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Between home, work and evenings out on the town, people are seldom without their cell, tablet or other mobile devices. We live in a digital world, so it’s important to implement widely used technology into your recruitment process in order to attract more candidates.
According to a recent Glassdoor survey, 89% of job seekers are likely to use their mobile device during their job search in the next year. That’s up seven percentage points from less than a year ago. With nine in 10 job seekers using mobile devices during their job search, it’s no wonder mobile recruiting has become such a crucial element in the hiring and recruitment process.
Despite its popularity, are you still not getting the results you want from your mobile recruiting? You may be facing some of the following challenges:
1. Lack of visibility on social media
Incorporating social media into the recruitment process benefits the job seeker by providing easy access and reminders to job postings, as well as the employer by expanding the candidate pool. Social media plays a large role in the mobile recruitment process, so take advantage of it.
Think about the time of day job seekers are most likely to be on their phones researching careers and use that opportunity to post about your job opening. Also, post often, as posts are quick to drown in Facebook and Twitter news feeds — especially on mobile devices.
2. Time-consuming application process
If you want to increase the number of people who respond to your job posting, why not make it so job seekers can easily apply while on-the-go?
Most people aren’t able to store their resume, references and work samples on their mobile devices. Allowing applicants to apply using their LinkedIn accounts, however, simplifies the application process by enabling them to simply click to apply. This can be easily done while on-the-go, whereas filling out lengthy applications on a tiny screen is not so mobile-friendly.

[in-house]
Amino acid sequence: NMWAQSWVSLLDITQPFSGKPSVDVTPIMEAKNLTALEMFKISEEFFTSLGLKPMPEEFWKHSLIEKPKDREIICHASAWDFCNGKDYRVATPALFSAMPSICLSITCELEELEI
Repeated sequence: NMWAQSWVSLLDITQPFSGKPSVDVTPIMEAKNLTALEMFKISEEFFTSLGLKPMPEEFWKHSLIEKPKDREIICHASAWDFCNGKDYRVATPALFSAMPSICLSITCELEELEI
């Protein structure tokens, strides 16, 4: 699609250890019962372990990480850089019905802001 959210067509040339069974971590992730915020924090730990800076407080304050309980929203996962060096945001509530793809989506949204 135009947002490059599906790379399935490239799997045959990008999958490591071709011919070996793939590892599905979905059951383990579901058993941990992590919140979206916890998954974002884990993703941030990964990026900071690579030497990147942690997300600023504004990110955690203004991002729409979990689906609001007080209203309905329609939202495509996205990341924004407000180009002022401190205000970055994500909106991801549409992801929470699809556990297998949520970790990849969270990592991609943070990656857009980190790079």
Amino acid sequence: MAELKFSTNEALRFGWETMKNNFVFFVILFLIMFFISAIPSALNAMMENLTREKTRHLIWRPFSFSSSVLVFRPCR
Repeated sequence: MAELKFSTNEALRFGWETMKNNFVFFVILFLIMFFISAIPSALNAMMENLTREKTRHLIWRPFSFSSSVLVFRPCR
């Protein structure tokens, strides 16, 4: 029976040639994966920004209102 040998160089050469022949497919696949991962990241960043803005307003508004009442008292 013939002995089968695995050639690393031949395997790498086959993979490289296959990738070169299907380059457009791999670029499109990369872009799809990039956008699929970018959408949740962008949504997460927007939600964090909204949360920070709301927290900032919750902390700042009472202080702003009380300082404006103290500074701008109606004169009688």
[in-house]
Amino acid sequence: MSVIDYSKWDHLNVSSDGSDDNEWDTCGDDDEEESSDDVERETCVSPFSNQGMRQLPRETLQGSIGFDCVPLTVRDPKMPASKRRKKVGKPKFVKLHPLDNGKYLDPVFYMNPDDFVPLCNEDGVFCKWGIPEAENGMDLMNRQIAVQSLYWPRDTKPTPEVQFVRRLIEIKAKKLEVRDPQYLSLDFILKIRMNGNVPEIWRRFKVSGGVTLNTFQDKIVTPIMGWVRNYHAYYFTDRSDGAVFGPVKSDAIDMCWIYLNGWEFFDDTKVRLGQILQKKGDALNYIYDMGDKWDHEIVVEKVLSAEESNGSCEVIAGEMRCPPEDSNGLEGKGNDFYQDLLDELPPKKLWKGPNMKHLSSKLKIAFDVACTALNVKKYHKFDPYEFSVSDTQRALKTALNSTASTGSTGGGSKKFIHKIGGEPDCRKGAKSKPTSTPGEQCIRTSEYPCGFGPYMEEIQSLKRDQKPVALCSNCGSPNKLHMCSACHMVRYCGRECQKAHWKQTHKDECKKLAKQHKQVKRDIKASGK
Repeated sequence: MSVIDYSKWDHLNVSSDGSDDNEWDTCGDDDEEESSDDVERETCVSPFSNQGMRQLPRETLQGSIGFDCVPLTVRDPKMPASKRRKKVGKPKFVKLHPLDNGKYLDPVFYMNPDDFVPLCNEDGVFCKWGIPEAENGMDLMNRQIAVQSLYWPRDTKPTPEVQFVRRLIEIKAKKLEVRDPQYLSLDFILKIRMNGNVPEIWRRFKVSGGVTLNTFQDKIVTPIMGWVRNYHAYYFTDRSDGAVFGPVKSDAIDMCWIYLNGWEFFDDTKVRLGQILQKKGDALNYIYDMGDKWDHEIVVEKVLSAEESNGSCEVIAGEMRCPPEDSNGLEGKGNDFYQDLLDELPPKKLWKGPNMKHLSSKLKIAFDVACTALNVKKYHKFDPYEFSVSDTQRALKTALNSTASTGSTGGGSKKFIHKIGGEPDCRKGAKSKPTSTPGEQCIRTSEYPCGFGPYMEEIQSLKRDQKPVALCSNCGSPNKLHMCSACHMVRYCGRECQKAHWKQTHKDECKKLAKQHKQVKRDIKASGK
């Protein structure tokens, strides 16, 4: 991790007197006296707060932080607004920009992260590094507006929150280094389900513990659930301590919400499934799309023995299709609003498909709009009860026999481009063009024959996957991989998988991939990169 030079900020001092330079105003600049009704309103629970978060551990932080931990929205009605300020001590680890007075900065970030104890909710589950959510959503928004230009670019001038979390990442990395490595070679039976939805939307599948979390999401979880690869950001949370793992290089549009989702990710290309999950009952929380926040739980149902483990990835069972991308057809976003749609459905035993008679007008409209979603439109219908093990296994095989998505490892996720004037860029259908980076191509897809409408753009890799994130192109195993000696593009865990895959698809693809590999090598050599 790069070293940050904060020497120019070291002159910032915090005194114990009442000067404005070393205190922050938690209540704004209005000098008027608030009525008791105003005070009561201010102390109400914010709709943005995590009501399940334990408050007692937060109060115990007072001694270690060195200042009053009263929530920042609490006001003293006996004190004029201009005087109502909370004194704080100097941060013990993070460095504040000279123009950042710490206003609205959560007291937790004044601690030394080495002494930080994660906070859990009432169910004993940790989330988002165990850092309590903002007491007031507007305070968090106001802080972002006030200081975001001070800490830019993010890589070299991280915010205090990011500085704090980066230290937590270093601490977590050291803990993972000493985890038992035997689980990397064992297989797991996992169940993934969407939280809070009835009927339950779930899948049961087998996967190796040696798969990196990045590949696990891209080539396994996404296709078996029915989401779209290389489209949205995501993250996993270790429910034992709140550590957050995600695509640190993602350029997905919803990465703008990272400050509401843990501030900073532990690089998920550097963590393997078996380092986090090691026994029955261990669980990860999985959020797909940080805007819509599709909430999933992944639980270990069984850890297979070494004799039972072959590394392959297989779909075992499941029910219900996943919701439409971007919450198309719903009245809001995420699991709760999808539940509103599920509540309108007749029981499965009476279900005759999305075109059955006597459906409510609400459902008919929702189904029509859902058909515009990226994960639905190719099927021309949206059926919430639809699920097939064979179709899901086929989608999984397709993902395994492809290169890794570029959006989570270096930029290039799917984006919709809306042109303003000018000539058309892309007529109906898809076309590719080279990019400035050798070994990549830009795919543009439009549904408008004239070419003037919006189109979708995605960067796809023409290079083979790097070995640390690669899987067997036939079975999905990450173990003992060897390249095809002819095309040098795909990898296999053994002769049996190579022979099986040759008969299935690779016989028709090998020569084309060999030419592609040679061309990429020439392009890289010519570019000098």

3. On-the-go interview jitters
Video interviews can serve as a great alternative to the preliminary phone interview, but how do you attract job seekers to the idea of interviewing on their phones or tablets? The typical person is no stranger to video calls on their phones, so what makes the video interview any different?
Candidates should be aware that the same rules for a phone interview apply for a mobile video interview — the difference being that, with video, you get a better sense of who they are. This option allows both the candidate and employer to work the interview around their busy schedules. This is especially true in a one-way video interview, where candidates can pre-record their answers wherever they are and employers can watch them at their convenience.
Are you facing challenges with your mobile recruiting? How are you overcoming those challenges?